September 16, 2014 by ...
I am in China and researching Xiaomi. They offer a decent phone with great specs but quality concerns abound. Xiaomi, like many Chinese companies, operates under the ‘build it by a trainstation’ model. The idea is to get the customer’s cash and run. Existing clients are a sinkhole and a cost while new customers buy and do not complain. As long as Xiaomi keeps running, they do not have to face up to the negative news, or so they think. Unfortunately evidence is mounting that Xiaomi has serious problems.(explained, here and here)
1- data security– theft
Xiaomi still covertly sends customer data without user permission. This is a big breach of trust. At first they denied the claims and then said they had fixed them but did not. Several countries are considering legal action.
2- product quality cell phones – fire hazard.
Xiaomi phones in the main land have caught fire and even exploded. Xiaomi claims that they were fakes and disavows any responsibility for them.
3- Xiaomi chargers catch fire
The Chines government tested Xiaomi chargers and all of them failed. They did not meet the less than rigorous Chinese standards and many were prone to combust. Some netizens complained that they actually exploded like missiles.
4- Xiaomi phones receive more complaints than any other in the Chinese market. This bodes ill for them as they are the newest and thus have fewer older phones in the market.
5- Ten percent of Xiaomi phones in India are being reported as defective and customer service is abysmal. Once again, the Indians are experiencing what mainlanders have known for years.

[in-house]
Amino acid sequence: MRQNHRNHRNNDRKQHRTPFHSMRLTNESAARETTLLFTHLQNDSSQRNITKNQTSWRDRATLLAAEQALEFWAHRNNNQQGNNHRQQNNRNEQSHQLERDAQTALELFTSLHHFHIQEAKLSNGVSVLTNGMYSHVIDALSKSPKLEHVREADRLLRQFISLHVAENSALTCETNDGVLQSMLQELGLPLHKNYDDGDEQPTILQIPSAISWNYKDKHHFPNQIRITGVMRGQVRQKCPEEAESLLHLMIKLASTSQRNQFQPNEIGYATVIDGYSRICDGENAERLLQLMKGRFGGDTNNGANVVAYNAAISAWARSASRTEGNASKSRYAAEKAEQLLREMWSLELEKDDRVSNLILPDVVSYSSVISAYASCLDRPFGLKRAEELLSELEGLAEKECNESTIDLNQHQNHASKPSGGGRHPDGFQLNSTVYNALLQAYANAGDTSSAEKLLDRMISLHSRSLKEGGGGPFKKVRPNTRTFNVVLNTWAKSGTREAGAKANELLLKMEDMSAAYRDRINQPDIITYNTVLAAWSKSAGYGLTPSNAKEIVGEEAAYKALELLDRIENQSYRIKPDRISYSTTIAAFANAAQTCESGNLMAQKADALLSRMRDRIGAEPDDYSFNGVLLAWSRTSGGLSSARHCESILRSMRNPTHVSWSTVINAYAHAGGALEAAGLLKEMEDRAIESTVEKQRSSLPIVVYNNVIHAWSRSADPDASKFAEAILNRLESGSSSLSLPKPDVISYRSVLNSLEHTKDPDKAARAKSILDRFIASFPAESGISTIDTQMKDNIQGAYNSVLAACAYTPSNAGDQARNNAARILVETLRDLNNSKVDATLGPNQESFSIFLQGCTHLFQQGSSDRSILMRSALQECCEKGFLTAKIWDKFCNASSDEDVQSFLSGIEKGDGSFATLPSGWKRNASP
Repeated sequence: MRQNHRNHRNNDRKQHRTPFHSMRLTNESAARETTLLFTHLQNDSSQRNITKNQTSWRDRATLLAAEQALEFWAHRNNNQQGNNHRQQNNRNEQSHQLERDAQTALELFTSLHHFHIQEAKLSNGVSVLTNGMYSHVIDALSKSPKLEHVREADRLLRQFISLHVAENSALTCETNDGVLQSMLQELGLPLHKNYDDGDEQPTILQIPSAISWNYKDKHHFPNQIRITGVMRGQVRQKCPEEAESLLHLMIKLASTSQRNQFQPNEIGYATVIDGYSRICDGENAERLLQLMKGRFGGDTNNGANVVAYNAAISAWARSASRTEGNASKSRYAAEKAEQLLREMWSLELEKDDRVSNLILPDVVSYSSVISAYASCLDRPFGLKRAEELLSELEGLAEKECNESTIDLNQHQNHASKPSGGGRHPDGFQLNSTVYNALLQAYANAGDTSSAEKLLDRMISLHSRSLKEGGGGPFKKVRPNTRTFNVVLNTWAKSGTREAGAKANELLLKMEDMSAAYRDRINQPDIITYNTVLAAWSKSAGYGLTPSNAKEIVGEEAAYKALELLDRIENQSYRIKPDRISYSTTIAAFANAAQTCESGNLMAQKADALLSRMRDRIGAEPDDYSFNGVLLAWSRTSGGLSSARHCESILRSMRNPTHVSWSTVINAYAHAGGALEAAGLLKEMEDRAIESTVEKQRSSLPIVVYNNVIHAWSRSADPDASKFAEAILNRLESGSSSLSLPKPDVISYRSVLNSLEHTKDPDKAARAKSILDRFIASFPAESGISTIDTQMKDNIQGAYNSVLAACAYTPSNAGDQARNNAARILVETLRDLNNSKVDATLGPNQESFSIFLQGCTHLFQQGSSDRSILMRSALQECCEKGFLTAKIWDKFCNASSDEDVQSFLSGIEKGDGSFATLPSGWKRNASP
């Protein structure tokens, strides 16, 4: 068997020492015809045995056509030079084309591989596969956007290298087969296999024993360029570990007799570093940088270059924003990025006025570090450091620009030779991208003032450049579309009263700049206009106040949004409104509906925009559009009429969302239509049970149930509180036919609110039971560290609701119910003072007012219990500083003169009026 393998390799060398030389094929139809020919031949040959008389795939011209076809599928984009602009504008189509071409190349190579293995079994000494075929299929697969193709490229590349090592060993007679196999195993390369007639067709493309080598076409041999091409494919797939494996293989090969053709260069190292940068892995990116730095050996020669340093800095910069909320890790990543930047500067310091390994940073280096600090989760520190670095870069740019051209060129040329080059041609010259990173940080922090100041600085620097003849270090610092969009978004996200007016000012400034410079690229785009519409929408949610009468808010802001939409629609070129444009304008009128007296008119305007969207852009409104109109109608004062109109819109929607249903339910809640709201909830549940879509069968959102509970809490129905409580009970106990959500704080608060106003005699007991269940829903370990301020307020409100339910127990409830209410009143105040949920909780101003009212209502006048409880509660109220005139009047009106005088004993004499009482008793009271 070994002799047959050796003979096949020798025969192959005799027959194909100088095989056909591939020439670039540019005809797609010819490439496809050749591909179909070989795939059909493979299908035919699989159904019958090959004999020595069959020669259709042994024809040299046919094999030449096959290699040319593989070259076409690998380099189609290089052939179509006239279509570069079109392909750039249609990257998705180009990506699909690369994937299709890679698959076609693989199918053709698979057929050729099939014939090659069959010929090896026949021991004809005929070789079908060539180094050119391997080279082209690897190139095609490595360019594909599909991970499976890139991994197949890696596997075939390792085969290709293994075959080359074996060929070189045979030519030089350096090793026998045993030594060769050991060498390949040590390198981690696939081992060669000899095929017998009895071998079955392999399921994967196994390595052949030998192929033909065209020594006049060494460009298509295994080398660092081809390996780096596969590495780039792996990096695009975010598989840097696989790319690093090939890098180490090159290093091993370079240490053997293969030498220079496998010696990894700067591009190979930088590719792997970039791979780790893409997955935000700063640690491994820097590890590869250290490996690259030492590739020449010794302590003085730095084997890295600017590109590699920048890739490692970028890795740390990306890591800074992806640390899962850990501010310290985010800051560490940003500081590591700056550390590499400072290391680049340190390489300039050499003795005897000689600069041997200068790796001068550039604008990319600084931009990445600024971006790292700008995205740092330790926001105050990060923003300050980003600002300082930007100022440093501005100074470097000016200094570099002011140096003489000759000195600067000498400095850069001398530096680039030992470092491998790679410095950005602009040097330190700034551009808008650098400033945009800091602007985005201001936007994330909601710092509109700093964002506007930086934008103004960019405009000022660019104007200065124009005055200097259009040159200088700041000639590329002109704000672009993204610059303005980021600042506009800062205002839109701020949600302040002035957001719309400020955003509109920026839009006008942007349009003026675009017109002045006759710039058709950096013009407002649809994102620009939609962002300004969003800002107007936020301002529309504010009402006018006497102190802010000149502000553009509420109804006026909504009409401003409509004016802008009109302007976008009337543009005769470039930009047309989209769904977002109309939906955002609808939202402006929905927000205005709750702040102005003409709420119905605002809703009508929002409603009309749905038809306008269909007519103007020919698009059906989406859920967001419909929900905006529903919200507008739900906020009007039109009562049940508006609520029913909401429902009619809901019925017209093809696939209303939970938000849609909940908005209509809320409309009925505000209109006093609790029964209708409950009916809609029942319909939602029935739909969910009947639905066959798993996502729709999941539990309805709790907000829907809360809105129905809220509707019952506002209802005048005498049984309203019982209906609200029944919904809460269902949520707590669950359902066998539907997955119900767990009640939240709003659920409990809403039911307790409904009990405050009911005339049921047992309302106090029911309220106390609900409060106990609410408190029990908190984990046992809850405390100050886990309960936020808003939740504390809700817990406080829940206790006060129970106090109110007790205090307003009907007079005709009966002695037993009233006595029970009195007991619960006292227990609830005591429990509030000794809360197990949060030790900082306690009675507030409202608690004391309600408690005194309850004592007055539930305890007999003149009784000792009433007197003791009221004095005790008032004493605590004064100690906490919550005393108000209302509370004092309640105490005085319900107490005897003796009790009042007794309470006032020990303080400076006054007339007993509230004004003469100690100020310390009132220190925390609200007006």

Many Xiaomi phones have the shelf life of a bananna. Due to their sales modle, however, getting a return can be difficult if not impossible. Many phones are sold through resellers and Xiaomi may or may not recognize them as legitimate. If Xiaomi says they are not you are shit out of luck. You lose your money and ohone. You can do nothing. All Xiaomi has to do is to say you bought a pirated version and you have no recourse. Their lack of brick and mortar stores enables this.
Here is an excerpt and link to recent sales in India
‘Well the specs of all the above mentioned phones is great and superb at the price they sell. But these phones might lose their first fight against existing market leaders if they end up bad in consumer support and durability.
Yes, I am an Indian and I bought A Xiaomi MI3 from Flipkart.I got it yesterday evening. And Guess what, I received a defective model. First I thought , There might be something wrong with the settings but after one hour of drudgery, I found nothing was wrong. One feature of the smart phone was not working. I will tell you in the end “what feature it is”. But for now, lets continue with the thread.
I quickly requested for a return of the piece in Flipkart in the morning and dully specifying the reason. I got an email that said my request for return had been registered and it was under process. Some Flipkart representative soon afterwards called me and told that they will put me through to the technical support. The technical support guy told me that i have to factory reset the phone and do an update. He was very casual. Well, I don’t know how many people do a factory reset as soon as they buy a new phone.
Bam. I got a rude shock after 7 hours. I got an email from Flipkart that the retailer has denied my request for return. I don’t know how they decided that my request was not valid.
I thought it might be only me who had got a defective device, so i saw the ratings page on Flipkart for Mi3. It had a total of 298 ratings as of (6:17 PM,IST as on 25 July). Out of that 31 people had complained about defects (including me). So thats a 10% for you. So in short, out of all phones sold, 10% were defective.
Where does this leave us?
The fact is that Xiaomi has quite a few sketchy dealings for such a new company. Many say that Lei Jun needs to explore new markers to stay ahead of complaints from old and saturated markets like. China his devices are so new that they should not be breaking, but break they do, and at an alarming rate. Quality problems are catching up to them in China and it seems the same is happening in India.